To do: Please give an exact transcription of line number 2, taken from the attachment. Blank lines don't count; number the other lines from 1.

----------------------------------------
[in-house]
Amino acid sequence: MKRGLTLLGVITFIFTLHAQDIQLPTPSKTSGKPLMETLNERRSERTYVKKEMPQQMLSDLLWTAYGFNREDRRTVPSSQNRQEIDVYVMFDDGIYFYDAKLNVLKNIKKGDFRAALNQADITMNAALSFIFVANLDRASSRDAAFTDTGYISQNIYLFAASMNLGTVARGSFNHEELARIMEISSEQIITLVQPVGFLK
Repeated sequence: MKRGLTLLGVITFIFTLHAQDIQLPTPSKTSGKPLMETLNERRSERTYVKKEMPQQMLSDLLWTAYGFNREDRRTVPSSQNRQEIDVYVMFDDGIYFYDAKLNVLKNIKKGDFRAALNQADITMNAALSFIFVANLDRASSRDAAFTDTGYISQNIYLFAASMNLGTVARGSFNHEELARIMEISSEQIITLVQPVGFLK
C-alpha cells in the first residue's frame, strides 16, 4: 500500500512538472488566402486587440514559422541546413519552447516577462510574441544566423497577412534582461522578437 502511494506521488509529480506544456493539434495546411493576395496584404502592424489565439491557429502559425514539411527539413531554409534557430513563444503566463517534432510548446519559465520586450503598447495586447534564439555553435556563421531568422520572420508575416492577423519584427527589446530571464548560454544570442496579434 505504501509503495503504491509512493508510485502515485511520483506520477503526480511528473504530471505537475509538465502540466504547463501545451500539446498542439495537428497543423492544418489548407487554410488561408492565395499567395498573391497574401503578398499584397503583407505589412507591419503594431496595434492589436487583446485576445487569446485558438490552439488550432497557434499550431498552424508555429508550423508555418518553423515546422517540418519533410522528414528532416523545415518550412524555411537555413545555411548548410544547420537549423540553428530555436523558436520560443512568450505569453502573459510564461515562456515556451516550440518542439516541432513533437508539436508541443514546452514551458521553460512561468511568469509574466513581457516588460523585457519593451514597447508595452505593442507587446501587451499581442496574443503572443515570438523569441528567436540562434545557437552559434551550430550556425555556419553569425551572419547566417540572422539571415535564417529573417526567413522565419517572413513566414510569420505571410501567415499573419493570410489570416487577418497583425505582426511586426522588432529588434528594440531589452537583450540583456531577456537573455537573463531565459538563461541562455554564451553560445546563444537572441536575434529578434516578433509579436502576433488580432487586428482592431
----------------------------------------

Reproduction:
Amino acid sequence: MKRGLTLLGVITFIFTLHAQDIQLPTPSKTSGKPLMETLNERRSERTYVKKEMPQQMLSDLLWTAYGFNREDRRTVPSSQNRQEIDVYVMFDDGIYFYDAKLNVLKNIKKGDFRAALNQADITMNAALSFIFVANLDRASSRDAAFTDTGYISQNIYLFAASMNLGTVARGSFNHEELARIMEISSEQIITLVQPVGFLK